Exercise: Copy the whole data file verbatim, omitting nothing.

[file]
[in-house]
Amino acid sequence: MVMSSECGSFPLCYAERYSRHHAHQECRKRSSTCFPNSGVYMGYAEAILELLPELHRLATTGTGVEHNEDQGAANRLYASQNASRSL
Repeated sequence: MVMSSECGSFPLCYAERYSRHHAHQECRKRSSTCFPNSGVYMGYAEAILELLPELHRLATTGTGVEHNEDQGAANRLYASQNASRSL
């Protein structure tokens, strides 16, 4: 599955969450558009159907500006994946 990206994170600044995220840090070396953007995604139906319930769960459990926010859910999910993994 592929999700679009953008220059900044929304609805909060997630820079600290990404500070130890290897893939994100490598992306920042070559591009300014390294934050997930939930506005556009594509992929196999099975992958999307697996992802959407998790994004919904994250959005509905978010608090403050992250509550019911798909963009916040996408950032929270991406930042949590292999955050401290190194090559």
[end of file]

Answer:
[in-house]
Amino acid sequence: MVMSSECGSFPLCYAERYSRHHAHQECRKRSSTCFPNSGVYMGYAEAILELLPELHRLATTGTGVEHNEDQGAANRLYASQNASRSL
Repeated sequence: MVMSSECGSFPLCYAERYSRHHAHQECRKRSSTCFPNSGVYMGYAEAILELLPELHRLATTGTGVEHNEDQGAANRLYASQNASRSL
């Protein structure tokens, strides 16, 4: 599955969450558009159907500006994946 990206994170600044995220840090070396953007995604139906319930769960459990926010859910999910993994 592929999700679009953008220059900044929304609805909060997630820079600290990404500070130890290897893939994100490598992306920042070559591009300014390294934050997930939930506005556009594509992929196999099975992958999307697996992802959407998790994004919904994250959005509905978010608090403050992250509550019911798909963009916040996408950032929270991406930042949590292999955050401290190194090559």